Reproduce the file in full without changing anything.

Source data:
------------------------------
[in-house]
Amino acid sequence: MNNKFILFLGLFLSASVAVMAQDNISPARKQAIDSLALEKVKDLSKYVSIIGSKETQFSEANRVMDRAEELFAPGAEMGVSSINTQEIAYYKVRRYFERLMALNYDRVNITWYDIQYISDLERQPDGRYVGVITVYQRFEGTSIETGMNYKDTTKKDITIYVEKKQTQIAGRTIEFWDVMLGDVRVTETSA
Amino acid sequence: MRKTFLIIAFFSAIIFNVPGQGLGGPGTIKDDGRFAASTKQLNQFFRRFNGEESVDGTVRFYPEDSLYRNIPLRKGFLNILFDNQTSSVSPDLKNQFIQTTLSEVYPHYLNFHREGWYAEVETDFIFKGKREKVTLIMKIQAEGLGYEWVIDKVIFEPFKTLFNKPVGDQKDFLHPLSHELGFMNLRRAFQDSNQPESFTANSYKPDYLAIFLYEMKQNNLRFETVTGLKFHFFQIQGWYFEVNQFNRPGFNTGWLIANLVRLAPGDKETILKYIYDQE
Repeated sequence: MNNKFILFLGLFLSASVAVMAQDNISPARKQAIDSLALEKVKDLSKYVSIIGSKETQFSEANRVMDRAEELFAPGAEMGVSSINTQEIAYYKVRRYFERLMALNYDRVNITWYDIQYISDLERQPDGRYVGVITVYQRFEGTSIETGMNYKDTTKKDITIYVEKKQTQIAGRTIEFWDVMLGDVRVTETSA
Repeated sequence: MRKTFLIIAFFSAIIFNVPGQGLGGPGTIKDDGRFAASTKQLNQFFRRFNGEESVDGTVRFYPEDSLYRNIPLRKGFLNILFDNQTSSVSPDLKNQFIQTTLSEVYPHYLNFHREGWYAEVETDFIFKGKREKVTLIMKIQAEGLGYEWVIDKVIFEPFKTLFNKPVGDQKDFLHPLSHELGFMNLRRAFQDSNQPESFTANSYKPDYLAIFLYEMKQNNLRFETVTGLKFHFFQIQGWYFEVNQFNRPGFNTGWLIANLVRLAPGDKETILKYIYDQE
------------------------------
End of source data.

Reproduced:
[in-house]
Amino acid sequence: MNNKFILFLGLFLSASVAVMAQDNISPARKQAIDSLALEKVKDLSKYVSIIGSKETQFSEANRVMDRAEELFAPGAEMGVSSINTQEIAYYKVRRYFERLMALNYDRVNITWYDIQYISDLERQPDGRYVGVITVYQRFEGTSIETGMNYKDTTKKDITIYVEKKQTQIAGRTIEFWDVMLGDVRVTETSA
Amino acid sequence: MRKTFLIIAFFSAIIFNVPGQGLGGPGTIKDDGRFAASTKQLNQFFRRFNGEESVDGTVRFYPEDSLYRNIPLRKGFLNILFDNQTSSVSPDLKNQFIQTTLSEVYPHYLNFHREGWYAEVETDFIFKGKREKVTLIMKIQAEGLGYEWVIDKVIFEPFKTLFNKPVGDQKDFLHPLSHELGFMNLRRAFQDSNQPESFTANSYKPDYLAIFLYEMKQNNLRFETVTGLKFHFFQIQGWYFEVNQFNRPGFNTGWLIANLVRLAPGDKETILKYIYDQE
Repeated sequence: MNNKFILFLGLFLSASVAVMAQDNISPARKQAIDSLALEKVKDLSKYVSIIGSKETQFSEANRVMDRAEELFAPGAEMGVSSINTQEIAYYKVRRYFERLMALNYDRVNITWYDIQYISDLERQPDGRYVGVITVYQRFEGTSIETGMNYKDTTKKDITIYVEKKQTQIAGRTIEFWDVMLGDVRVTETSA
Repeated sequence: MRKTFLIIAFFSAIIFNVPGQGLGGPGTIKDDGRFAASTKQLNQFFRRFNGEESVDGTVRFYPEDSLYRNIPLRKGFLNILFDNQTSSVSPDLKNQFIQTTLSEVYPHYLNFHREGWYAEVETDFIFKGKREKVTLIMKIQAEGLGYEWVIDKVIFEPFKTLFNKPVGDQKDFLHPLSHELGFMNLRRAFQDSNQPESFTANSYKPDYLAIFLYEMKQNNLRFETVTGLKFHFFQIQGWYFEVNQFNRPGFNTGWLIANLVRLAPGDKETILKYIYDQE